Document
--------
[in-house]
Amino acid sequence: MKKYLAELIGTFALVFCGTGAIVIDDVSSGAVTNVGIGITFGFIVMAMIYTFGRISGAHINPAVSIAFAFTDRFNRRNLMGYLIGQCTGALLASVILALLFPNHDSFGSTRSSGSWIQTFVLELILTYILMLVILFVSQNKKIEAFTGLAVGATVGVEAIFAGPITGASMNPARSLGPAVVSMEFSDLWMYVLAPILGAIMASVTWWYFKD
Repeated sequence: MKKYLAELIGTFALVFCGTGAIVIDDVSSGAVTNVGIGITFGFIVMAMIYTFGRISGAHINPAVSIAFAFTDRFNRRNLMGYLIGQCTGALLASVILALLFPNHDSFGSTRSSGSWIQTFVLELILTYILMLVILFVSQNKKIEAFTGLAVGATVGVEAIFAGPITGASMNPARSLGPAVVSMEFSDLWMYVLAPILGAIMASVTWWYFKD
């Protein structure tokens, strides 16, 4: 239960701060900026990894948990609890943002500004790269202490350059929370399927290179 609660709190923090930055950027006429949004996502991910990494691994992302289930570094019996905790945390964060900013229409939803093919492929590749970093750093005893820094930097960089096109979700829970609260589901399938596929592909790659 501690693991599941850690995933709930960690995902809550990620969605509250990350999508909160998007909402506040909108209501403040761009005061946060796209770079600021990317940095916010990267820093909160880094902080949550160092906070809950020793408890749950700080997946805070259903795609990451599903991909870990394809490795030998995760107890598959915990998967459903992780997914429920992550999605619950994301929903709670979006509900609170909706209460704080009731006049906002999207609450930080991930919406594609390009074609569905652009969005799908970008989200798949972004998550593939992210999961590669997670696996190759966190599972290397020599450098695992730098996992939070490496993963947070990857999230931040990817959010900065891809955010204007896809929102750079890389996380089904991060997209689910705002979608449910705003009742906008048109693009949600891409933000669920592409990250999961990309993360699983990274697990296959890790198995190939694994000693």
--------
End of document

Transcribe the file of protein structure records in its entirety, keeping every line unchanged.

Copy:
[in-house]
Amino acid sequence: MKKYLAELIGTFALVFCGTGAIVIDDVSSGAVTNVGIGITFGFIVMAMIYTFGRISGAHINPAVSIAFAFTDRFNRRNLMGYLIGQCTGALLASVILALLFPNHDSFGSTRSSGSWIQTFVLELILTYILMLVILFVSQNKKIEAFTGLAVGATVGVEAIFAGPITGASMNPARSLGPAVVSMEFSDLWMYVLAPILGAIMASVTWWYFKD
Repeated sequence: MKKYLAELIGTFALVFCGTGAIVIDDVSSGAVTNVGIGITFGFIVMAMIYTFGRISGAHINPAVSIAFAFTDRFNRRNLMGYLIGQCTGALLASVILALLFPNHDSFGSTRSSGSWIQTFVLELILTYILMLVILFVSQNKKIEAFTGLAVGATVGVEAIFAGPITGASMNPARSLGPAVVSMEFSDLWMYVLAPILGAIMASVTWWYFKD
């Protein structure tokens, strides 16, 4: 239960701060900026990894948990609890943002500004790269202490350059929370399927290179 609660709190923090930055950027006429949004996502991910990494691994992302289930570094019996905790945390964060900013229409939803093919492929590749970093750093005893820094930097960089096109979700829970609260589901399938596929592909790659 501690693991599941850690995933709930960690995902809550990620969605509250990350999508909160998007909402506040909108209501403040761009005061946060796209770079600021990317940095916010990267820093909160880094902080949550160092906070809950020793408890749950700080997946805070259903795609990451599903991909870990394809490795030998995760107890598959915990998967459903992780997914429920992550999605619950994301929903709670979006509900609170909706209460704080009731006049906002999207609450930080991930919406594609390009074609569905652009969005799908970008989200798949972004998550593939992210999961590669997670696996190759966190599972290397020599450098695992730098996992939070490496993963947070990857999230931040990817959010900065891809955010204007896809929102750079890389996380089904991060997209689910705002979608449910705003009742906008048109693009949600891409933000669920592409990250999961990309993360699983990274697990296959890790198995190939694994000693």